Trinidad is completely different from the other Caribbean islands, which is part of its charm and appeal. It's not for everyone, though. Because Port-of-Spain, the capital, is one of the most bustling commercial centers in the Caribbean, more business travelers than tourists are drawn here. The island -- approximately 80km (50 miles) long and 65km (40 miles) wide -- does have beaches, but the best of them are far away from the capital. The city itself, with a population of about 120,000, is hot, humid, and somewhat dirty. With the opening of its $2-million cruise-ship complex, Port-of-Spain has become a major port of call for Caribbean cruise lines.
Although Port-of-Spain, with its shopping centers, fast-food joints, modern hotels, and active nightlife, draws mixed reviews, the countryside is calmer. Far removed from the traffic jams of the capital, you can explore the fauna and flora of the island. It's estimated that there are some 700 varieties of orchids alone, plus 400 species of birds.
The people are part of the attraction on Trinidad, the most cosmopolitan island in the Caribbean. The island's polyglot population includes Syrians, Chinese, Americans, Europeans, East Indians, Parsees, Madrasis, Venezuelans, and the last of the original Amerindian settlers of the island. You'll also find Hindustanis, Javanese, Lebanese, African descendants, and Creole mixes. In all there are about 1.2 million inhabitants, whose language is English, although you may also hear the local dialect, Trinibagianese.
The Carnival of Trinidad
Called the "world's most colorful festival," the Carnival of Trinidad (www.ncctt.org) is a spectacle of dazzling costumes and gaiety. Hundreds of bands of masqueraders parade through the cities on the Monday and Tuesday preceding Ash Wednesday, bringing traffic to a standstill. The island seems to explode with music, fun, and dancing.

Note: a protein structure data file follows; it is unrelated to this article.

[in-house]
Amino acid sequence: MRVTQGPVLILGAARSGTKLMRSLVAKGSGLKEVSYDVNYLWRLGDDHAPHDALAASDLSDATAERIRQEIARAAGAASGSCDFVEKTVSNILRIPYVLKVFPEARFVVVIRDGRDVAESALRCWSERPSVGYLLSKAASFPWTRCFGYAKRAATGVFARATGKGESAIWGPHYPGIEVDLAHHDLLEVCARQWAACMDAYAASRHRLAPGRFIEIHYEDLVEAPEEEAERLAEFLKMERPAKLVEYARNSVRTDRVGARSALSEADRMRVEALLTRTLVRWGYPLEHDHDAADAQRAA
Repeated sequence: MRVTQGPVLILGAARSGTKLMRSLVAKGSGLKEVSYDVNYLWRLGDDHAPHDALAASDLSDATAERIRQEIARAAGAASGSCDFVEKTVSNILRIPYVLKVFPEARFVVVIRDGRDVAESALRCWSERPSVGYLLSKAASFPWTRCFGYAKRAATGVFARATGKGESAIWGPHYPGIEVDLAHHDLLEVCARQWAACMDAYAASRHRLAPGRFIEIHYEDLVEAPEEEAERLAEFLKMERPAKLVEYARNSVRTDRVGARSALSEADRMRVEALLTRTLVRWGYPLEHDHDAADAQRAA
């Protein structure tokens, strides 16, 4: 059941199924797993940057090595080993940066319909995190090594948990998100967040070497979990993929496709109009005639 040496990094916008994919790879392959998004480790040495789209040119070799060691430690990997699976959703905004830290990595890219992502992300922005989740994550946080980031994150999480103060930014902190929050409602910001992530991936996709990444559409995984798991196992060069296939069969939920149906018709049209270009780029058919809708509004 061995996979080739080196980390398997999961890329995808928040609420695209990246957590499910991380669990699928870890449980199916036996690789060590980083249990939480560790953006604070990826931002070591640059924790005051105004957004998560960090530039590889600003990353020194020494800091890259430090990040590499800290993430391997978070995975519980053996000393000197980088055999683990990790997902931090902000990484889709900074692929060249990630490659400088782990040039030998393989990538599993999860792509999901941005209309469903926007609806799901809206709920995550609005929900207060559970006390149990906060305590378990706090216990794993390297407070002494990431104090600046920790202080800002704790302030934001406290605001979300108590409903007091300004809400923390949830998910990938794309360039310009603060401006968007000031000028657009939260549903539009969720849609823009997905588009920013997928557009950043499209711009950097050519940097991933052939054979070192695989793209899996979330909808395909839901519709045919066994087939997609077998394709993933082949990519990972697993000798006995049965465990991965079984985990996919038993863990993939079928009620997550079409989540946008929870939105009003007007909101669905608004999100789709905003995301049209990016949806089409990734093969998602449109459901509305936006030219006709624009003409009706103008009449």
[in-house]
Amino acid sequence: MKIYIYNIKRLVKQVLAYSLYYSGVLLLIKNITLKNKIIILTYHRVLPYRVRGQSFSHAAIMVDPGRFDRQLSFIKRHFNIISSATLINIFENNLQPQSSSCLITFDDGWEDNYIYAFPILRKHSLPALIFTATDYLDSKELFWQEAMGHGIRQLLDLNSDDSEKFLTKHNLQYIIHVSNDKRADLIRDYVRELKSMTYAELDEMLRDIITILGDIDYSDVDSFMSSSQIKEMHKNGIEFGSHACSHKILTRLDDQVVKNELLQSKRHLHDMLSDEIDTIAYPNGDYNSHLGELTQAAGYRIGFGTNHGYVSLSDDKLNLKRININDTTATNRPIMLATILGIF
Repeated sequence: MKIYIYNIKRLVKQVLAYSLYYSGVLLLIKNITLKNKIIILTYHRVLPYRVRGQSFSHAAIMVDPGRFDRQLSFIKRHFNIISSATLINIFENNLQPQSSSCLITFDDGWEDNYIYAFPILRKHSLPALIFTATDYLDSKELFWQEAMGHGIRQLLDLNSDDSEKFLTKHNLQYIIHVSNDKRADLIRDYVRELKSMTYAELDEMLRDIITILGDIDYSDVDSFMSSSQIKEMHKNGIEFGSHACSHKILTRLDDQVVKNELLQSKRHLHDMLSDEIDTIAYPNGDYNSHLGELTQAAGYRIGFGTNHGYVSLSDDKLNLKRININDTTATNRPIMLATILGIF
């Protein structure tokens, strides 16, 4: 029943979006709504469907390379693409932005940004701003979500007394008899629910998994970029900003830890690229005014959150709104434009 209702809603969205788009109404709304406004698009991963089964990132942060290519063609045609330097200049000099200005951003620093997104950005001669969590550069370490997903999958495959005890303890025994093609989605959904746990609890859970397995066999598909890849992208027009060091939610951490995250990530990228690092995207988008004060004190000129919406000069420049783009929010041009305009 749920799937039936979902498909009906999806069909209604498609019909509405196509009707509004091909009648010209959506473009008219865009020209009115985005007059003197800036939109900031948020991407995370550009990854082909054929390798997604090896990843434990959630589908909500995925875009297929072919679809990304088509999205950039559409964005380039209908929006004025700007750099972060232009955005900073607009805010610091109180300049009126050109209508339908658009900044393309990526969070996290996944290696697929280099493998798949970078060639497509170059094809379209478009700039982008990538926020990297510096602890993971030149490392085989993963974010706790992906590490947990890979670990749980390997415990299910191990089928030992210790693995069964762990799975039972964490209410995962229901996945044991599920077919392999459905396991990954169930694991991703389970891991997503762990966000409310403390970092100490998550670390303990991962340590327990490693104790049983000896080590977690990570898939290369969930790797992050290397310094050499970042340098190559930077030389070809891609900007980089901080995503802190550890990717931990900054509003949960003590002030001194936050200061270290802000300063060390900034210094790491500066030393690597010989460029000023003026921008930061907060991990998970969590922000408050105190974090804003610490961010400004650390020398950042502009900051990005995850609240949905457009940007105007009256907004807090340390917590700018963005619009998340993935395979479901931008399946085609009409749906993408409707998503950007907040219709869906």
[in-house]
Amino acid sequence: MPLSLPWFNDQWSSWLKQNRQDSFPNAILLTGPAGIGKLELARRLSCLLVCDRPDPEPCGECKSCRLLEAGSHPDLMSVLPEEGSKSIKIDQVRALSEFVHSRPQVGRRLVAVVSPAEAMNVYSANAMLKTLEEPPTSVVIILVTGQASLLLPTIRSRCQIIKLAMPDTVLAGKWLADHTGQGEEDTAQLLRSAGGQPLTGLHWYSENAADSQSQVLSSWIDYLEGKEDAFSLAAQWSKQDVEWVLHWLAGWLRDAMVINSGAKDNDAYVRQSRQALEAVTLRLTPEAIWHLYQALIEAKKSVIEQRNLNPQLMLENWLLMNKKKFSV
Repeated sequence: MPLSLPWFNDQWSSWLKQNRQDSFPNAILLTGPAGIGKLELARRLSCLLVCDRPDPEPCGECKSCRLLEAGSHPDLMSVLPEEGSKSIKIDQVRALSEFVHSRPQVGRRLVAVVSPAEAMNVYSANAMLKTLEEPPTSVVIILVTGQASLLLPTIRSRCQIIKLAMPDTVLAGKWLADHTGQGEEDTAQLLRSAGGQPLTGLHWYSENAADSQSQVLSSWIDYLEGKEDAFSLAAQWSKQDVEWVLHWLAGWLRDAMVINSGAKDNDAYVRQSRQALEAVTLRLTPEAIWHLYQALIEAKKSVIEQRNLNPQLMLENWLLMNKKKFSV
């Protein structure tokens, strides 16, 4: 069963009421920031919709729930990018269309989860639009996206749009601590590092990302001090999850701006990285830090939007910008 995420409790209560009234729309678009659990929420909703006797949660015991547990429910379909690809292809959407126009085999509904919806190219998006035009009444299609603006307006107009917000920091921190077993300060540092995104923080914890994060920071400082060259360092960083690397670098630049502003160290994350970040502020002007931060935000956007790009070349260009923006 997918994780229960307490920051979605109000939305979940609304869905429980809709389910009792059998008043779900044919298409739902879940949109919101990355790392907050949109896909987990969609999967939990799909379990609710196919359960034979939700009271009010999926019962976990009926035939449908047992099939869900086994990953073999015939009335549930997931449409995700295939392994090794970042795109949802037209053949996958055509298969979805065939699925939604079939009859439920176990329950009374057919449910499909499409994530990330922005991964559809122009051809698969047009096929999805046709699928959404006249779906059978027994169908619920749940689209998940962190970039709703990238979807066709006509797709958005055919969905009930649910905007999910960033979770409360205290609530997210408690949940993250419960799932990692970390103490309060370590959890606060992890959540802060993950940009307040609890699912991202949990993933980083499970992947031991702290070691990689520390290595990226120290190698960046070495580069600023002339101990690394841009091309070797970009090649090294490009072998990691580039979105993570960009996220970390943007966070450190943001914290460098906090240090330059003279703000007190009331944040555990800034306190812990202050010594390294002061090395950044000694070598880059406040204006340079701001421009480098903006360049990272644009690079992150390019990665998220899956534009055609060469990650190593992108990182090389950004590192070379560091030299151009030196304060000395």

Some of the Carnival costumes cost hundreds of dollars. "Bands" might depict the birds of Trinidad, such as the scarlet ibis and the keskidee, or a bevy of women might come out in the streets dressed as cats. Costumes are often satirical and comical.
Trinidad, of course, is the land of calypso, which grew out of the folk songs of the African-West Indian immigrants. The lyrics command great attention, as they're rich in satire and innuendo. The calypsonian is a poet-musician, and lyrics have often toppled politicians from office. In banter and bravado, the calypsonian gives voice to the sufferings and aspirations of his people. At Carnival time, the artist sings his compositions to spectators in tents. There's one show a night at each of the calypso tents around town, from 8pm to midnight. Tickets for these are sold in the afternoon at most record shops.
You can attend rehearsals of steel bands at their headquarters, called panyards, beginning about 7pm. Preliminary band competitions are held at the grandstand of Queen's Park Savannah in Port-of-Spain and at Skinner Park in San Fernando, beginning 2 weeks before Carnival.
Carnival parties, or fetes, with three or four orchestras at each one, are public and are advertised in the newspaper. For a really wild time, attend a party on Sunday night before Carnival Monday. To reserve tickets, contact the National Carnival Committee, Queen's Park Savannah, Port-of-Spain, Trinidad (tel. 868/627-1357; www.ncctt.org). Hotels are booked months in advance, and most inns raise their prices -- often considerably -- over Carnival.
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